EU borders likely closed to US travellers and others 2

European Union member states have drawn up a list of safe non-EU countries to open borders to.

14 non-EU countries and four states can enter the EU, including those coming from Australia, Canada, South Korea, Japan and Serbia, as well as North African countries such as Morocco, Tunisia and Algeria.

In contrast, the United States, Russia, Brazil, Turkey, North Macedonia and Albania were excluded from the list.

The list also includes China, provided it implements a reciprocity policy and allows EU nationals to travel to China.

The crucial criterion for inclusion in the list was the epidemiological data of the countries under consideration, which had to be corresponding or lower than the EU average (16 cases / 100,000 population in the first fortnight of June). However, some Member States have sought to include countries with the highest number of cases, such as Portugal’s persistence, which was ineffective, to include Brazil in the second phase of the list.

For Athens, further delays in opening up to the rest of the world threatens to deal another major blow in efforts to save the tourist season. Greece in meetings with permanent representatives of the member states, expressed strong objections to the prospect of further extension of travel bans.

Yesterday afternoon, the Greek government announced that it would open the country’s gates to the rest of the world, with the exception of nine countries, signalling its intention to move unilaterally.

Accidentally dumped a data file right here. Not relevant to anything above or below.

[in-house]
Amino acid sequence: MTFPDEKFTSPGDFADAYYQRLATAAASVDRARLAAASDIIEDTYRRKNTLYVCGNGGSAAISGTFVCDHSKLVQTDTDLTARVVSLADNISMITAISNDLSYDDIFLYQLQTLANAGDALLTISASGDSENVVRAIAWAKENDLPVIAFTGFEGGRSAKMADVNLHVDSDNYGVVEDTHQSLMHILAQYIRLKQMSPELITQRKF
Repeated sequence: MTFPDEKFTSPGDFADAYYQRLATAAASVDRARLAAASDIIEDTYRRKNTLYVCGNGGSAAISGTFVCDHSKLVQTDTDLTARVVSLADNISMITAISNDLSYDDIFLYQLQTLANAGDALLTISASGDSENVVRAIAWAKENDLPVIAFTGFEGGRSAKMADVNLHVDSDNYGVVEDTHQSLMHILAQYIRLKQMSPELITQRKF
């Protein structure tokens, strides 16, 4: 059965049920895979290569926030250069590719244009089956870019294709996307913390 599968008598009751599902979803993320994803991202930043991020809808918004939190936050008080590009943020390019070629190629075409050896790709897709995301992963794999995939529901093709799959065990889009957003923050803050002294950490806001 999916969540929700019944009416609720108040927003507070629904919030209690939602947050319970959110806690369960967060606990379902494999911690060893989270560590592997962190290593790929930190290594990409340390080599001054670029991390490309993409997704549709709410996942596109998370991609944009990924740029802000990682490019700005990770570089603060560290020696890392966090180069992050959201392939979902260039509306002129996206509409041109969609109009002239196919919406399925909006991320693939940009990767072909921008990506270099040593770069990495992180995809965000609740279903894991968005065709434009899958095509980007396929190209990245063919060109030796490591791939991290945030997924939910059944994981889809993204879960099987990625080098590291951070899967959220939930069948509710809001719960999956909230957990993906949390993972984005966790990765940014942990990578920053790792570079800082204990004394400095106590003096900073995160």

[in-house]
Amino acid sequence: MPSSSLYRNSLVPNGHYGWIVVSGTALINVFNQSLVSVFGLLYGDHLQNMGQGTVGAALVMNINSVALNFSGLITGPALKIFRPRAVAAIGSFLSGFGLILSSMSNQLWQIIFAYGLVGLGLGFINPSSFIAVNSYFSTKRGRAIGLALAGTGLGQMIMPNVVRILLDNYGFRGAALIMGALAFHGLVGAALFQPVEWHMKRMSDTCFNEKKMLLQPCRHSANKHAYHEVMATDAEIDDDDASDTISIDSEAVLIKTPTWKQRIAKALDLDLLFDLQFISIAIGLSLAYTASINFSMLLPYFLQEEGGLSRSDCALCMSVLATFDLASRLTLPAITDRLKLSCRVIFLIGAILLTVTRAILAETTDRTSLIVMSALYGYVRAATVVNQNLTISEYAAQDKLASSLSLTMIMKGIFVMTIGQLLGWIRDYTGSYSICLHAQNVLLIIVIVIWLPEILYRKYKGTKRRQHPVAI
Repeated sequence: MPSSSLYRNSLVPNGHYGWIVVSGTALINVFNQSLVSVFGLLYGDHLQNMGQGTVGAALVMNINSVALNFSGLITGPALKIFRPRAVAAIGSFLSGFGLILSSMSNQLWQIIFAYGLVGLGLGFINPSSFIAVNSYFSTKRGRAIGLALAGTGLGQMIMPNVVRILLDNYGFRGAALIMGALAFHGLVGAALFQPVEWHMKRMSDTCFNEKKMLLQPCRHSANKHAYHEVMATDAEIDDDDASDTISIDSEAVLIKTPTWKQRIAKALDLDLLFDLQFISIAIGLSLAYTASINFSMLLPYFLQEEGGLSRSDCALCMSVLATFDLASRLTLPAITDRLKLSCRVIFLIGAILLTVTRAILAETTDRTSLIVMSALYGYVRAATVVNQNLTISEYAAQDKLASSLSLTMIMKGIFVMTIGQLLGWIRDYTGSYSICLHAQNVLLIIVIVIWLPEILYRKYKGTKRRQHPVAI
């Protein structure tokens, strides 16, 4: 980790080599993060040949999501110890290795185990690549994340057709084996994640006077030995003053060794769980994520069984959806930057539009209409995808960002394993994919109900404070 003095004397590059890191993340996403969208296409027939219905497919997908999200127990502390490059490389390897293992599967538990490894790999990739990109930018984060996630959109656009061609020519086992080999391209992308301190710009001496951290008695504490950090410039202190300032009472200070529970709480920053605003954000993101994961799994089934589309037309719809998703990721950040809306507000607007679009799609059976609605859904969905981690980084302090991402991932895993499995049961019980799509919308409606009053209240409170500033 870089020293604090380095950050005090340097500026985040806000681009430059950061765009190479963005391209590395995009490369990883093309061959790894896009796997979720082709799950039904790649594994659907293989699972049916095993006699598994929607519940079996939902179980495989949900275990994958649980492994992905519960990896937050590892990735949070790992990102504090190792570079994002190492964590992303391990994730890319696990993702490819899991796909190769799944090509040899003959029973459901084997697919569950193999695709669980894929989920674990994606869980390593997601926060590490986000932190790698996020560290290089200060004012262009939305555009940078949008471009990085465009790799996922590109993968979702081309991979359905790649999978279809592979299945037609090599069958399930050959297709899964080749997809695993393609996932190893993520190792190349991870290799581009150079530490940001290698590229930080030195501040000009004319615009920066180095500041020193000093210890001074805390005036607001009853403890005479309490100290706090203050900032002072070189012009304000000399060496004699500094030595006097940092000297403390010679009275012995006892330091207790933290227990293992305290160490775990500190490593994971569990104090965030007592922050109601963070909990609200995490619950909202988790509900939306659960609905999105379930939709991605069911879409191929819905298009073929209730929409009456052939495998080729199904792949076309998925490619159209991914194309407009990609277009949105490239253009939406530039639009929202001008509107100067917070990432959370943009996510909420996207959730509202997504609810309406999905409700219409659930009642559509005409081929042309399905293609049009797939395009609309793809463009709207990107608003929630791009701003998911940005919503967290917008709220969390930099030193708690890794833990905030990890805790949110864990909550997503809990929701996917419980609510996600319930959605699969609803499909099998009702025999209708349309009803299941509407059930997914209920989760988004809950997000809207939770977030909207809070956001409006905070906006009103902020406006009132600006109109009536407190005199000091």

Countries that, under different circumstances, would be its natural allies in pursuing the fastest possible opening, have taken a more cautious stance due to the severe health blow suffered by the pandemic. Italy has been particularly cautious in its discussions, noting that the opening of the Schengen area was enough for tourist movements and that there was no reason to take any further risk by opening the external borders.

Spain, for its part, despite being in a better position to Italy, made it clear that it did not intend to open unilaterally unless there was an agreement. “It is a vital agreement at the European level,” the Spanish government spokesman said yesterday.

However, there are concerns that the list needs to be updated every two weeks.

Northern countries such as Sweden, Denmark (which originally intended to keep its borders closed even with EU countries until August 31), Finland and the Netherlands made sure the initial list of countries was small enough.

“It is important for us that there is an agreement at a European level to open the borders and that this agreement is based solely on health criteria,” a Dutch diplomat said.

In case of disagreement and unilateral opening of Member States to third countries, he warned, “we may be forced to close our borders” to that Member State.

Border policy is the responsibility of Member States. The European Commission since the beginning of the health crisis has taken steps to promote the coordination of Member States in this area and to restore free movement within the Schengen area – but with limited success. Union member states have reacted to the coronavirus outbreak in Europe by closing their borders even to other Schengen members.